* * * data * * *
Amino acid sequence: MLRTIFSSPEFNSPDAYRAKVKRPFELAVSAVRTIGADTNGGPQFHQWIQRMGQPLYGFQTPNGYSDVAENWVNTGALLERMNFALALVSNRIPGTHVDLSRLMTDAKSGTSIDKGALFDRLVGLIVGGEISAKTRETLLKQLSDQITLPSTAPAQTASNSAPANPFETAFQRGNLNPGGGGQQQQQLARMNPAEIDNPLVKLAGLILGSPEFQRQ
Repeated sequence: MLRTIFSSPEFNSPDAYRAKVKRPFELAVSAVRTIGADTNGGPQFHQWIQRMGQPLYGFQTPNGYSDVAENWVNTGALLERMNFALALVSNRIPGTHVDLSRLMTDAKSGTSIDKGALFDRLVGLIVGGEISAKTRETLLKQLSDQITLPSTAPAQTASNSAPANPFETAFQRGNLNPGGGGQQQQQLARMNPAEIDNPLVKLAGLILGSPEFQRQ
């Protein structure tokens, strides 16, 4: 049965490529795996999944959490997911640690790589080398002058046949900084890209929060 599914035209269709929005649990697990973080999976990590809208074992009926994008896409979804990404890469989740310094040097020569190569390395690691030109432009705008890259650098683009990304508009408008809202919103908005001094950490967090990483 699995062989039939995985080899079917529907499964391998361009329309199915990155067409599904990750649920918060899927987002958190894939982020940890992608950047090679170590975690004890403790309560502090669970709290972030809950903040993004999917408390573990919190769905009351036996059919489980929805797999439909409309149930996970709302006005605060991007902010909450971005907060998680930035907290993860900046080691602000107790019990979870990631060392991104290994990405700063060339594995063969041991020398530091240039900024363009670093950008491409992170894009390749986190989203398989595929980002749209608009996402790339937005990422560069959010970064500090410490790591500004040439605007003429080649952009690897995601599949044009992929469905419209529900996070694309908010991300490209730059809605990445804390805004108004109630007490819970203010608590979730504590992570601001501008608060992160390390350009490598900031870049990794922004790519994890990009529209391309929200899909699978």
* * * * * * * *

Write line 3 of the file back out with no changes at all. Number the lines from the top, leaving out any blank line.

């Protein structure tokens, strides 16, 4: 049965490529795996999944959490997911640690790589080398002058046949900084890209929060 599914035209269709929005649990697990973080999976990590809208074992009926994008896409979804990404890469989740310094040097020569190569390395690691030109432009705008890259650098683009990304508009408008809202919103908005001094950490967090990483 699995062989039939995985080899079917529907499964391998361009329309199915990155067409599904990750649920918060899927987002958190894939982020940890992608950047090679170590975690004890403790309560502090669970709290972030809950903040993004999917408390573990919190769905009351036996059919489980929805797999439909409309149930996970709302006005605060991007902010909450971005907060998680930035907290993860900046080691602000107790019990979870990631060392991104290994990405700063060339594995063969041991020398530091240039900024363009670093950008491409992170894009390749986190989203398989595929980002749209608009996402790339937005990422560069959010970064500090410490790591500004040439605007003429080649952009690897995601599949044009992929469905419209529900996070694309908010991300490209730059809605990445804390805004108004109630007490819970203010608590979730504590992570601001501008608060992160390390350009490598900031870049990794922004790519994890990009529209391309929200899909699978």